At this time of year, I like to offer a shout-out to January. A chance to start anew, January has much to offer in clean slates and little to offer in holidays. Sure, it’s cold, and yes, evening descends early and stays late like a stubborn blackout drape in a hotel room, but January is pretty self-sufficient. Unlike late March and early April, January isn’t beholding to a set of calendar-dictated festivities, doesn’t force you to give up an hour of sleep. Other than frigid temps and the occasional snow day, January simply is.
Monday marked the first day of spring meaning it is officially too late to slow down the Holiday Express. Once the clocks have been turned ahead, there’s no turning back. Boxes of matzo and pastel marshmallows are vying for space adjacent to People and Us Weekly at Kings. Bypassing the tabloids, I plucked a bag of mandarins from the produce aisle. According to my calendar, Elijah will be expecting his place to be set at the Seder table on April 10th and the Easter Bunny will be weighed down with jellybeans and Cadbury eggs on April 16th.
Today the master plan for Passover/Easter 2017 was unfurled on a sheet of parchment paper. Penned in Sharpie marker for clarity, the numbers are exhausting to ponder; thousands of cookies, macaroons by the hundreds, too many chocolate tortes forsaking flour, carrot cakes, coffee cakes, and just possibly rhubarb in a pie shell. Lenten sacrifices will be tossed aside to the bunny trail, while anyone remotely Jew-ish will swear off anything containing chametz. (The Spark notes definition of chametz is any of the five grains- wheat, oats, spelt, barley and rye –that have come into contact with water for more than 18 minutes. Why 18 minutes? When combined with water and left to ferment for longer than 18 minutes, the grains become leavened. Avoiding chametz during Passover commemorates the fact that the Jews left Egypt in a hurry –no time for bread to rise- and symbolizes removing the ‘puffiness’ or arrogance from one’s soul.)
Personally, Passover baking is more challenging than baking for Rosh Hashanah and Yom Kippur. The questions posed at the Seder table are limited to four; at the bakery they tend to be limitless. The flourless connotation doesn’t necessarily mean that all Passover items are gluten free. Having to explain that we are baking Passover desserts using kosher-for-Passover ingredients in a non-kosher kitchen is a mouthful. Man-oh-Manischewitz.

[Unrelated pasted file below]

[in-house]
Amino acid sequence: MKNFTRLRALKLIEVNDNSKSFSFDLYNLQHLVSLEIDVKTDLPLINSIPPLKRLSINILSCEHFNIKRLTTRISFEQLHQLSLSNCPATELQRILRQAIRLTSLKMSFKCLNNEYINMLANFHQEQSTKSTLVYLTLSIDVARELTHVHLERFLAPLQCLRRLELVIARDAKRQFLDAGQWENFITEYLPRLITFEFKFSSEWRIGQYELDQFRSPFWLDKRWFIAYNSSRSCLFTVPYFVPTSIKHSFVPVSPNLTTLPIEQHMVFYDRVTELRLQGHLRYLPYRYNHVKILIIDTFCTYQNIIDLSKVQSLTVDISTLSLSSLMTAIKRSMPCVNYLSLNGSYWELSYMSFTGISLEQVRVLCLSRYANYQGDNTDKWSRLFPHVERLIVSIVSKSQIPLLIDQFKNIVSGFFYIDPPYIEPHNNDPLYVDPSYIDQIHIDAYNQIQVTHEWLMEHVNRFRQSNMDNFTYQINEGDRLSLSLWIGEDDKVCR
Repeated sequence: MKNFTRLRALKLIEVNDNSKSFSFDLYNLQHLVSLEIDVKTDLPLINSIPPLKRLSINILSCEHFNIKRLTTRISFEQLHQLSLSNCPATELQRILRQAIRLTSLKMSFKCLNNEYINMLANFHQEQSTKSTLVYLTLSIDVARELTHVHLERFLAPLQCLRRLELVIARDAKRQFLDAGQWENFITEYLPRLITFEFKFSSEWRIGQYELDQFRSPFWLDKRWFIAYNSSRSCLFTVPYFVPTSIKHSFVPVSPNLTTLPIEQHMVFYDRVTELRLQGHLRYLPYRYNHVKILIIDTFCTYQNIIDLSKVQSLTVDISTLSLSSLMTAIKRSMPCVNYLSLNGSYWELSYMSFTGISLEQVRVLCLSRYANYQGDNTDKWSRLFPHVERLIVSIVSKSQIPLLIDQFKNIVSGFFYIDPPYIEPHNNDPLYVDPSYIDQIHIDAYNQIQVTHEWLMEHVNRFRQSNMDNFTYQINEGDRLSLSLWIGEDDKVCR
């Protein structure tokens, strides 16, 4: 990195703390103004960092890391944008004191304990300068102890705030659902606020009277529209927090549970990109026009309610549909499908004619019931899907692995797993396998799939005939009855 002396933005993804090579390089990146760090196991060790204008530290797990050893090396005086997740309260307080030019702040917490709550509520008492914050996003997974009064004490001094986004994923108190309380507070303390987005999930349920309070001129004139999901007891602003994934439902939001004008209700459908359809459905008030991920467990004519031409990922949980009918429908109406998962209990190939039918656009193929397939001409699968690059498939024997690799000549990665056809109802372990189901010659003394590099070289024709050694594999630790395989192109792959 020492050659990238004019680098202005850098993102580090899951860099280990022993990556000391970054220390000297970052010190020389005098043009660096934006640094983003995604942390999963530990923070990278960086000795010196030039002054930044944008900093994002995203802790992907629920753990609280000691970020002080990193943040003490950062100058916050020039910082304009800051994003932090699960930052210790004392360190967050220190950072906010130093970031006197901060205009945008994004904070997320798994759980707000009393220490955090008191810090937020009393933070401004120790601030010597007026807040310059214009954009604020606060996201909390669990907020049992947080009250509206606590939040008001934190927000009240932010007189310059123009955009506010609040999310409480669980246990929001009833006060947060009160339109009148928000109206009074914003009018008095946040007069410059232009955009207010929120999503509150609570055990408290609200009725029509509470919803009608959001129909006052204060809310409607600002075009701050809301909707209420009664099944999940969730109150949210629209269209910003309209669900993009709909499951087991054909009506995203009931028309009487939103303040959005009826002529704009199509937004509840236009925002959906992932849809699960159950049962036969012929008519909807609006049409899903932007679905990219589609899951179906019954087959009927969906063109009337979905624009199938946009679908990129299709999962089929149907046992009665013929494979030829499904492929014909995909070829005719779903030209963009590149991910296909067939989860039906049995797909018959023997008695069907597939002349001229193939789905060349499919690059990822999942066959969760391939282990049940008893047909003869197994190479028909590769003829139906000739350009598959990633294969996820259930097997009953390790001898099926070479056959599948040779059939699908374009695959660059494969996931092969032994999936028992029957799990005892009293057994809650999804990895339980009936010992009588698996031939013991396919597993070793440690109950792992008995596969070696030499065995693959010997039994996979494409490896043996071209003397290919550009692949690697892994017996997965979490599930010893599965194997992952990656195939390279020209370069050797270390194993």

Easter also presents a fair share of questions and comments. Carrot cake tends to have universal Easter appeal, but what I consider a mandatory ingredient in a carrot cake may be something you consider sacrilegious. The controversy over raisins, nuts, pineapple and coconut is as predictable as the misspelling of macarons and macaroons. There is also debate concerning sweetened, flaked coconut as opposed to unsweetened desiccated coconut. Here’s a suggestion- use both.
It is also important to consider what the best-dressed carrot cake will be wearing for spring. If the calendar read 1980-something, the answer would be easy; basketweave. Contemporary carrot cakes can’t make up their minds whether to go naked or mummified beneath pounds of cream cheese frosting. Do you want the replica of a carrot fashioned out of fondant in excruciating detail or are you an Instagrammer solely pinterested in sprigs of sugared herbs?
In the two weeks leading up to the holidays, I will continue my quest for the elusive rhubarb, (baking it into breakfast tarts such as this one) and try to remove the “puffiness” (translation: holiday cynicism) from my demeanor. If anyone should ask, you can find me hunkered down on the rear baker’s bench, amidst boxes of matzo cake meal, potato starch, ground pecans and two kinds of coconut. I promise- you won’t hear a Peep out of me.
Professional Pie-isms & Seasonal Sarcasm